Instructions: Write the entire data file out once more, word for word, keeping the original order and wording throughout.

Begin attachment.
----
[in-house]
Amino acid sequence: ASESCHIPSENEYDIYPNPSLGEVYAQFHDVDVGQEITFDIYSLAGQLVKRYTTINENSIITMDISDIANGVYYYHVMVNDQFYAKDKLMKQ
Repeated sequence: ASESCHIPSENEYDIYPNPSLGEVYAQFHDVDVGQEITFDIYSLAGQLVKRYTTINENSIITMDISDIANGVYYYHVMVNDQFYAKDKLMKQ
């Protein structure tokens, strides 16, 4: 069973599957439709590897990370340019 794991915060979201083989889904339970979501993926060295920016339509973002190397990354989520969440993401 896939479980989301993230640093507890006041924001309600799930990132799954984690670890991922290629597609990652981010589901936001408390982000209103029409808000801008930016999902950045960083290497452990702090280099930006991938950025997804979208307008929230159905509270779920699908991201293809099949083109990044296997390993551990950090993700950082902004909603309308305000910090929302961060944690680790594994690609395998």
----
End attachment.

[in-house]
Amino acid sequence: ASESCHIPSENEYDIYPNPSLGEVYAQFHDVDVGQEITFDIYSLAGQLVKRYTTINENSIITMDISDIANGVYYYHVMVNDQFYAKDKLMKQ
Repeated sequence: ASESCHIPSENEYDIYPNPSLGEVYAQFHDVDVGQEITFDIYSLAGQLVKRYTTINENSIITMDISDIANGVYYYHVMVNDQFYAKDKLMKQ
């Protein structure tokens, strides 16, 4: 069973599957439709590897990370340019 794991915060979201083989889904339970979501993926060295920016339509973002190397990354989520969440993401 896939479980989301993230640093507890006041924001309600799930990132799954984690670890991922290629597609990652981010589901936001408390982000209103029409808000801008930016999902950045960083290497452990702090280099930006991938950025997804979208307008929230159905509270779920699908991201293809099949083109990044296997390993551990950090993700950082902004909603309308305000910090929302961060944690680790594994690609395998």